Unfortunately, sometimes even a man who washes and treats his manhood skin with utmost care can sometimes end up with an unfortunate member rash � often one that causes his partner to have second thoughts about how early she has to be up the next morning and to depart in a hurry. Ironically, sometimes that member rash comes not from any health neglect but from other sources � such as, in the case of a man with diabetes, the medication he uses to manage that diabetes.
Men who have experience with diabetes know that member rash and other male organ-related issues can come about due to the condition itself. But not many men are aware that some medications used for diabetes, especially type II diabetes, can also create a rash.
Not every diabetes management medication causes this complication, and even those that are associated with it don’t cause it all the time or in every male patient. But it is listed as a potential side effect for some medications and so reading labels for such information is an excellent idea.
Among the diabetes treatments which list member rash as a possible side effect are dapaglifozin and empaglifozin. (These are their scientific names; they may be marketed under brand names that are different, which is another reason why reading medication labels is sound advice.) Both of these medications are recommended for helping lower blood sugar in people with type II diabetes.
The member rash that some diabetes medications tend to cause (or worsen) is thrush, the male yeast infection that is sometimes called candidiasis. It tends to occur because the process by which the medication removes excess blood sugar results in that sugar relocating to the urine, which then expels it out of the body. Unfortunately, this sugar-heavy urine may dry on or near the opening of the member. The fungi that create the yeast infection are nourished by this sugar-rich content, and so they can thrive even as the medicine is helping to effectively treat the diabetes.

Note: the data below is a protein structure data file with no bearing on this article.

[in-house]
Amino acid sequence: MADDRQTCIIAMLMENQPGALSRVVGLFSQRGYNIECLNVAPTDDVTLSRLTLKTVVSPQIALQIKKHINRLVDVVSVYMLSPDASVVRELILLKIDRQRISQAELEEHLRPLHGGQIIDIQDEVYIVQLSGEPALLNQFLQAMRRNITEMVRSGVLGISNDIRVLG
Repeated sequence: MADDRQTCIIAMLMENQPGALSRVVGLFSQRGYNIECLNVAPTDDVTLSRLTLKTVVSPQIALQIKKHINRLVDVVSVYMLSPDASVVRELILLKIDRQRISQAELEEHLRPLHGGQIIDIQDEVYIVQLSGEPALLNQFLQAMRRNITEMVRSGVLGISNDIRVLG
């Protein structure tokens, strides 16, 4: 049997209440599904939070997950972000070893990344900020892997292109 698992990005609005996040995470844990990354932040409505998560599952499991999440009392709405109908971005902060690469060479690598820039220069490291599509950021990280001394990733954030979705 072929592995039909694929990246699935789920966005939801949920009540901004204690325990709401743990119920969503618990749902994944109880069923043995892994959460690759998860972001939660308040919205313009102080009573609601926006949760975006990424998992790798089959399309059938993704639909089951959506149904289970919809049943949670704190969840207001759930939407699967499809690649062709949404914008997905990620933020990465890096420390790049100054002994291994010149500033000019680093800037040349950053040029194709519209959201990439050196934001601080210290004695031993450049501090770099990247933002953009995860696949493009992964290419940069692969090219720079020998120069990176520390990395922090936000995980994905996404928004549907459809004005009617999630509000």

Thrush is characterized by white patches on the skin and may be accompanied by redness, swelling, irritation, itchiness and soreness. It often also produces a strong, pungent odor and may result in pain while urinating or having sensual activity. (However, because thrush is contagious, it is advised to not engage in coupling while a guy has an active case of thrush.)
If diabetes medication is causing the member rash, a man should discuss with his doctor if they should switch to another drug. If not, then there are a number of antifungal medications in various forms (pills, creams, etc.) that are very effective. And, of course, consistently practicing good hygiene is necessary to keep the thrush from returning once it has been banished.
Whether a man has diabetes or not, he doesn’t want to be bothered by an annoying and unattractive member rash. Including regular application of a first class male organ health crme (health professionals recommend Man1 Man Oil, which is clinically proven mild and safe for skin) in his daily health routine can help. Be sure to find a crme that includes a range of vitamins, such as A, B5, C, D and E, to help boost the health of the member. It’s also wise to select a crme with L-arginine, an amino acid that is a key component of the process which helps keep manhood blood vessels open and healthy